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Ah, love. Each Valentine’s Day, lovers take pause to recognize that special someone in their lives. Pink and red hearts ornament retail locations, and flowers, chocolates, jewelry and other gifts are purchased and exchanged. Hands are held, sweet nothings are shared and love is in the air.
But what if these tokens of romantic affection mean something more sinister than the celebration of love and friendship? What if the production of these goods comes at a grave cost for the people directly connected to them?
Today, people all over the planet will be out celebrating our great, green planet! Earth Day, a day that is usually void of the doom and gloom that can sometimes bog down even the most optimistic greenie, will see folks from all corners of the world and all walks of life convening to honor the planet that provides us with water, air, food … with life! Today, communities will burst forth with music, art, films, local and organic food, environmental education and friendships and partnerships will grow.
For at least a decade, honeybee colonies throughout the world have been hit with a mysterious condition, dubbed by scientists as Colony Collapse Disorder (CCD). In infected hives, the adult worker bees leave the hive and never return. They abandon their queen and some larvae, as well as honey and pollen reserves. Furthermore, bees from other colonies, which would usually “rob” a weak colony immediately, leave the hive untouched for weeks. These bees simply disappear, a phenomenon that California’s extension apiculturist and trained insect pathologist Dr. Erin Mussen describes as “unheard of.”
It was nearly noon on a Wednesday a few months back when a welcomed Colorado blizzard closed schools and offices. My 4-year-old son and I were still in our cozies, enjoying lunch while we worked on his favorite puzzle. A PBS cartoon played in the background, but neither of us paid much attention to the TV until we heard the familiar theme song for Curious George.
Weddings are expensive, both to the pocketbook and the planet. If you’re lucky in love and planning a wedding this year, why not make it simple and sustainable?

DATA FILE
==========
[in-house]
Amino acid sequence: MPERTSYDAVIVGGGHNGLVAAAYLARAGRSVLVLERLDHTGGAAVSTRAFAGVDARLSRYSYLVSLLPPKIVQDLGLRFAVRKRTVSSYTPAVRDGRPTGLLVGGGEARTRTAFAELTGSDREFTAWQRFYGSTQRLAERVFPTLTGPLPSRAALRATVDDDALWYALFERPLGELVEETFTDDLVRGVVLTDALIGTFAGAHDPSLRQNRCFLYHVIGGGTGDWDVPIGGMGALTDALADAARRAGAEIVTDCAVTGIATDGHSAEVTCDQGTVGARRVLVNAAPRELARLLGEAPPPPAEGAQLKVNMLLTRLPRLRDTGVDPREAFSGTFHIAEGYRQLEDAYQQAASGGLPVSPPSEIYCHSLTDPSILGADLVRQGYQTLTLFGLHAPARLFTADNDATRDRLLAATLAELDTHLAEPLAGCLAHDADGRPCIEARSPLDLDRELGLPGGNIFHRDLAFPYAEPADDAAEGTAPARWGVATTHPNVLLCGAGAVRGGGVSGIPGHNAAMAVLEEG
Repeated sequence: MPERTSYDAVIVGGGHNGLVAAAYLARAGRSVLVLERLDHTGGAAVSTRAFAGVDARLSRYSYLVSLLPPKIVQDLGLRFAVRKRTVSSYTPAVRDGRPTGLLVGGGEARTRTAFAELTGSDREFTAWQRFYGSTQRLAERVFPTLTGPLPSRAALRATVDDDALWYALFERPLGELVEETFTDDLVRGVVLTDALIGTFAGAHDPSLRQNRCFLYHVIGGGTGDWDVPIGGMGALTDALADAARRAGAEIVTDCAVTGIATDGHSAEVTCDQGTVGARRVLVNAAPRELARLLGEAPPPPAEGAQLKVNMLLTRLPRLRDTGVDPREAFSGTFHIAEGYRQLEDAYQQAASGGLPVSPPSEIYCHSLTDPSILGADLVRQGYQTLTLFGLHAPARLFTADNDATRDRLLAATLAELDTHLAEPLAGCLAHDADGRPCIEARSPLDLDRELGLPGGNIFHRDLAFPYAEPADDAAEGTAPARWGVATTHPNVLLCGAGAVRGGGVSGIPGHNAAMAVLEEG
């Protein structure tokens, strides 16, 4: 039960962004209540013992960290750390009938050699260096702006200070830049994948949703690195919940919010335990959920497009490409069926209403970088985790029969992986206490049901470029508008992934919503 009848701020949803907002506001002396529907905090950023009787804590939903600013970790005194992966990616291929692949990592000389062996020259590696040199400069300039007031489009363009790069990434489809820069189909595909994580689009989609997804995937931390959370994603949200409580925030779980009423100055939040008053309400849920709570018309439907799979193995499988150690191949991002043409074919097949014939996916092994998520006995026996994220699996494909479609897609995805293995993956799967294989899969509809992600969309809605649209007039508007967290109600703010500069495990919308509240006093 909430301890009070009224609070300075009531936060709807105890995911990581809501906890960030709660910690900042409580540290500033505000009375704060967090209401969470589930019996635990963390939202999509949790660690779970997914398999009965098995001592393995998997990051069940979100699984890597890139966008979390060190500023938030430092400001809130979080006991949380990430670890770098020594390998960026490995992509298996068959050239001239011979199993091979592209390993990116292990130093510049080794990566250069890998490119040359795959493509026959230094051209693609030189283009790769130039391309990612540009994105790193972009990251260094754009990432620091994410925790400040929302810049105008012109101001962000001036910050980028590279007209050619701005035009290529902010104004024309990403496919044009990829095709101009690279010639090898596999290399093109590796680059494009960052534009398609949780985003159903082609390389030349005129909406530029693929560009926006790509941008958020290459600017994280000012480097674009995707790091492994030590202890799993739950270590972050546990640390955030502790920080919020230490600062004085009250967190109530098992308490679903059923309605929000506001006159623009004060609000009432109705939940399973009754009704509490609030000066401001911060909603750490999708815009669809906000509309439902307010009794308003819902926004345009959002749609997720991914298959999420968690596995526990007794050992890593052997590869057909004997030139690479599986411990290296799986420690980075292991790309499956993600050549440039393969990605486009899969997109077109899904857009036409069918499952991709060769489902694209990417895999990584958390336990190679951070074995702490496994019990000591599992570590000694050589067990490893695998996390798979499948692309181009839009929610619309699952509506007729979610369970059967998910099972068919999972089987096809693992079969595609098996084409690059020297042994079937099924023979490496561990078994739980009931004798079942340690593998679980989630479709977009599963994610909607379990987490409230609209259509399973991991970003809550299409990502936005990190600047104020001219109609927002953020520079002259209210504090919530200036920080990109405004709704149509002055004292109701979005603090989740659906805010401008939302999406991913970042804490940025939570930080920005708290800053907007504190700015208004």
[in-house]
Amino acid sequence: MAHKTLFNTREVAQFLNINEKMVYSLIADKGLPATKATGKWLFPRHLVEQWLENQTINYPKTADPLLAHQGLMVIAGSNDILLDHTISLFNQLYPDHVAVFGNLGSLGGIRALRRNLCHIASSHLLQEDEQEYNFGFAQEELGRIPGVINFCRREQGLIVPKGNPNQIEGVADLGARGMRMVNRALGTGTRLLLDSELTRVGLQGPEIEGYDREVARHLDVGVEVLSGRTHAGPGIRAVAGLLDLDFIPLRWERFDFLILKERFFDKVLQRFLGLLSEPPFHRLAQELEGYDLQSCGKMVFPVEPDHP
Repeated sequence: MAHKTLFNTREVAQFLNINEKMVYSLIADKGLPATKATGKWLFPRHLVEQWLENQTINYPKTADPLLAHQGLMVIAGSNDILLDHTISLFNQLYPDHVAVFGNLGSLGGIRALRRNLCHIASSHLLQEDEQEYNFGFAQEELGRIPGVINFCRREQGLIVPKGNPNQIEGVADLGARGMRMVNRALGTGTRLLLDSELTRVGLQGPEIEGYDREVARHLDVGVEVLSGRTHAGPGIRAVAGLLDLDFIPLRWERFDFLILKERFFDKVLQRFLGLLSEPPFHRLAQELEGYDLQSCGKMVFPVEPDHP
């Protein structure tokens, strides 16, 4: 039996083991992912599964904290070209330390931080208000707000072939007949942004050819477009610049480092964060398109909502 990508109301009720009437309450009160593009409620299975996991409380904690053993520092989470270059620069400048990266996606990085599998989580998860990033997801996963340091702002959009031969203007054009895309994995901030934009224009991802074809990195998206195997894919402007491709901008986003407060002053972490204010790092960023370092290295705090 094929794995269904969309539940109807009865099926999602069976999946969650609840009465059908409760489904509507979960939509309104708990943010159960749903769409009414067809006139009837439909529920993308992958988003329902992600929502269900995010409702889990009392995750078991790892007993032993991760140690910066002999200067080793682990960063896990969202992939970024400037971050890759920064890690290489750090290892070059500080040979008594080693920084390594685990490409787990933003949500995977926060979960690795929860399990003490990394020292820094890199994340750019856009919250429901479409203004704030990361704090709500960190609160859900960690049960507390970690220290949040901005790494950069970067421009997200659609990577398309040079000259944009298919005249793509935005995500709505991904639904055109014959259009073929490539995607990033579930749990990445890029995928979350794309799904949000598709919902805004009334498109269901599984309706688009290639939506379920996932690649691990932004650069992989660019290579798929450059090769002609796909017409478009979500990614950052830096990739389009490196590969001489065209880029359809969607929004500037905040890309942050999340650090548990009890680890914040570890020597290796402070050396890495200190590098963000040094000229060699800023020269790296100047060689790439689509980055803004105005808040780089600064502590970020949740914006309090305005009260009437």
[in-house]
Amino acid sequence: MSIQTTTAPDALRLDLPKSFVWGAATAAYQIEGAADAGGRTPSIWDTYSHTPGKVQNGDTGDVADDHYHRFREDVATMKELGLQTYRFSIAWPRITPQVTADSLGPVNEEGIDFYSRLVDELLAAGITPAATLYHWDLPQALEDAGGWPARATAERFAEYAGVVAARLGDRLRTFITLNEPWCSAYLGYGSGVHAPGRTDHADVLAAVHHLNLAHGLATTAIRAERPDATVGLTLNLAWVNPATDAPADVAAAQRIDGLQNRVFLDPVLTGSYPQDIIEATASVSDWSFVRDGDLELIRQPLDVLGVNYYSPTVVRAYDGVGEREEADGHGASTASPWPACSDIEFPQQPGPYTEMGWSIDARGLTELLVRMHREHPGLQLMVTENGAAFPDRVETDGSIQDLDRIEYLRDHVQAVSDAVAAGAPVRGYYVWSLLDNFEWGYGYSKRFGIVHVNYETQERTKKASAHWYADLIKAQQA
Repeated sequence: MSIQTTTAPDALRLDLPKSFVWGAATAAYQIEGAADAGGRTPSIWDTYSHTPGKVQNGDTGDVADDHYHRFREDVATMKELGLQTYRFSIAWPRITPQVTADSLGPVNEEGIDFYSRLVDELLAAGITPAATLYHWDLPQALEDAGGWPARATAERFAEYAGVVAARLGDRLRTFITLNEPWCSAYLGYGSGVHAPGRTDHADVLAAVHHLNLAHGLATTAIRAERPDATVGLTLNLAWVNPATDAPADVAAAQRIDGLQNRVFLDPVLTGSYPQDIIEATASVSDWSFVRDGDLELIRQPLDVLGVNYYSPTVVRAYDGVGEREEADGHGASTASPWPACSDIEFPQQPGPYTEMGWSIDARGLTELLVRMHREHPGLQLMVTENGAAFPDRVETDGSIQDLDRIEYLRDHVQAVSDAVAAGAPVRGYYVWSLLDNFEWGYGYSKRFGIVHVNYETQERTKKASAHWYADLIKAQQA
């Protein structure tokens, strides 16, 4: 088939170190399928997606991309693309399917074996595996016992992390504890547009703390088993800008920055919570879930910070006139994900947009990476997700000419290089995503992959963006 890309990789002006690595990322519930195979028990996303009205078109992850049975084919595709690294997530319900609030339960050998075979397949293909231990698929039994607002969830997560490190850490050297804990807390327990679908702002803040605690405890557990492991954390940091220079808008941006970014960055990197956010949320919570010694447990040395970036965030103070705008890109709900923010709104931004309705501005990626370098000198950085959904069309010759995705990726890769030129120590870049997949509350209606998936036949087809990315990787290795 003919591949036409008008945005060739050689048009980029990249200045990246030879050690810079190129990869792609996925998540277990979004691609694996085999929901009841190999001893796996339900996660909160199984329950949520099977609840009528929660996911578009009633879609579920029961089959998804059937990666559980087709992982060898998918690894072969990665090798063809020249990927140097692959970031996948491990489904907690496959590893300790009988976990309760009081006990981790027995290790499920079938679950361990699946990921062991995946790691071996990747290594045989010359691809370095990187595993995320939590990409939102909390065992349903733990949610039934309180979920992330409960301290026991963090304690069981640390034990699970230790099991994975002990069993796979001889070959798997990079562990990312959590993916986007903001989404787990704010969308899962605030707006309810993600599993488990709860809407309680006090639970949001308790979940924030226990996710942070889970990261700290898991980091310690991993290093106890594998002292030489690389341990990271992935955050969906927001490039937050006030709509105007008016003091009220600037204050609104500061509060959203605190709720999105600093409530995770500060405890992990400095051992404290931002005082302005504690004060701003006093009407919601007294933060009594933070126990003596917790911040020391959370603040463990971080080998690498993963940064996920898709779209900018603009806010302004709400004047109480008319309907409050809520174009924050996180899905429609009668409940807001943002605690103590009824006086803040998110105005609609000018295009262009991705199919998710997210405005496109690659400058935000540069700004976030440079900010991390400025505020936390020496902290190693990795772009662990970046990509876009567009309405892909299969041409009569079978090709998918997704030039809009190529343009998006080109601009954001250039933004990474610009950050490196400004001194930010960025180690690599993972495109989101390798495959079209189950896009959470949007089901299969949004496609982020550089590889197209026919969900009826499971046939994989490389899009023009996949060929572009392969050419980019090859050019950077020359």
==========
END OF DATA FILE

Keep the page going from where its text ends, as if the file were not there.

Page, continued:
Buy simple invitations printed on 100-percent post-consumer recycled paper. Before ordering them from a large-scale company, research printing shops in your local community. You’ll get the personal attention and detail that you won’t through a commercial company, and your dollars will support a local business.
Get ready for the sustainable celebration of the year!
Happy Earth Day 2010! This April will mark four decades of organized environmental awareness. And, given the current economic, environmental and energy crises, it’s clear that Earth Day is no longer a “holiday” reserved for hippies. We all have stake in planet Earth. Accordingly, significant action must continue in order to sustain our planet and the people she supports.
As Earth Day’s 40th birthday approaches, I think it’s a good time to take pause and consider the small people in our lives who stand to inherit a pretty big planetary mess. And while I, in sincere optimism, try to avoid the “doom and gloom” that oftentimes tags the questionable state of our planet, it’s important to note that our children and children’s children will be positioned to make important decisions based on the action (or inaction) that we big people take today.
In most parts of the country, March has moved in like a lamb rather than a lion, and spring has sprung! Although a snowstorm or two might still prolong our spring fever, people everywhere are throwing open their windows and welcoming the season’s warm, fresh air and light into their homes. And, while this yearly practice brings with it a sense of invigoration and clarity, it also causes us to take pause and literally see our homes in a new light. Months of sealed-up windows, low lighting and indoor play have left our homes, um, a little dusty, mildly cluttered and in need of a pretty thorough once-over (or a twice-over for those of us who live with little paws — both of the child and the four-legged sort).
You’ve reduced your energy and material consumption, you’ve been recycling now for years and your winter collection of compost is nearly ripe enough to be tilled into this year’s fledgling garden. Accordingly, as Earth Day’s 40th approaches, you’re feeling pretty okay about your good green behavior.
It’s not easy buying green, especially since green has been touted as the new black. Like the “black” of a previous generation, today’s “green” is considered sexy, trendy and it looks good on everyone. And while the branding of green has led to an increased environmental and ecological awareness, which has oftentimes proved beneficial for our planet and her people, the increased awareness has also created a muddled perspective of what really constitutes green. The public relations whiz kids of the corporate world have jumped on the green wagon and, wa-la, companies with questionable environmental practices and policies have been spun from black to green.